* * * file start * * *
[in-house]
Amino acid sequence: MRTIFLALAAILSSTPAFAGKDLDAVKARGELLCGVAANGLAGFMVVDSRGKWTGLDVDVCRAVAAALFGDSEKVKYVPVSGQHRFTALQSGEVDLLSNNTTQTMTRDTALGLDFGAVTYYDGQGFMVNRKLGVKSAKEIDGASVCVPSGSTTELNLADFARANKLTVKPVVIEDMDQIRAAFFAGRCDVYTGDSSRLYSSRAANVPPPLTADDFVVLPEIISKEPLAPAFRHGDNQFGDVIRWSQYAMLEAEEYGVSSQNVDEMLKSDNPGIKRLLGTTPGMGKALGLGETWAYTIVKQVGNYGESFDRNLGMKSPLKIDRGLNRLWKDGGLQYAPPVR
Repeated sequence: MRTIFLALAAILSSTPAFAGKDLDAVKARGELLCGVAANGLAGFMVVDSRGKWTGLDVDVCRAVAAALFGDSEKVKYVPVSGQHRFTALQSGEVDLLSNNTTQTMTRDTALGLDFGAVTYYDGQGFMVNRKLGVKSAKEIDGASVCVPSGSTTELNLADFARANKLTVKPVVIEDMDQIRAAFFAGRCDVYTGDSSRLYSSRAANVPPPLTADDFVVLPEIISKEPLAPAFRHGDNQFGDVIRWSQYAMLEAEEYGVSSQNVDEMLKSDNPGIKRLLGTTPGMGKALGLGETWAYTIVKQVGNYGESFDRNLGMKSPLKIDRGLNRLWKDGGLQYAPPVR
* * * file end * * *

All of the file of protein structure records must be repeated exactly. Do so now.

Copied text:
[in-house]
Amino acid sequence: MRTIFLALAAILSSTPAFAGKDLDAVKARGELLCGVAANGLAGFMVVDSRGKWTGLDVDVCRAVAAALFGDSEKVKYVPVSGQHRFTALQSGEVDLLSNNTTQTMTRDTALGLDFGAVTYYDGQGFMVNRKLGVKSAKEIDGASVCVPSGSTTELNLADFARANKLTVKPVVIEDMDQIRAAFFAGRCDVYTGDSSRLYSSRAANVPPPLTADDFVVLPEIISKEPLAPAFRHGDNQFGDVIRWSQYAMLEAEEYGVSSQNVDEMLKSDNPGIKRLLGTTPGMGKALGLGETWAYTIVKQVGNYGESFDRNLGMKSPLKIDRGLNRLWKDGGLQYAPPVR
Repeated sequence: MRTIFLALAAILSSTPAFAGKDLDAVKARGELLCGVAANGLAGFMVVDSRGKWTGLDVDVCRAVAAALFGDSEKVKYVPVSGQHRFTALQSGEVDLLSNNTTQTMTRDTALGLDFGAVTYYDGQGFMVNRKLGVKSAKEIDGASVCVPSGSTTELNLADFARANKLTVKPVVIEDMDQIRAAFFAGRCDVYTGDSSRLYSSRAANVPPPLTADDFVVLPEIISKEPLAPAFRHGDNQFGDVIRWSQYAMLEAEEYGVSSQNVDEMLKSDNPGIKRLLGTTPGMGKALGLGETWAYTIVKQVGNYGESFDRNLGMKSPLKIDRGLNRLWKDGGLQYAPPVR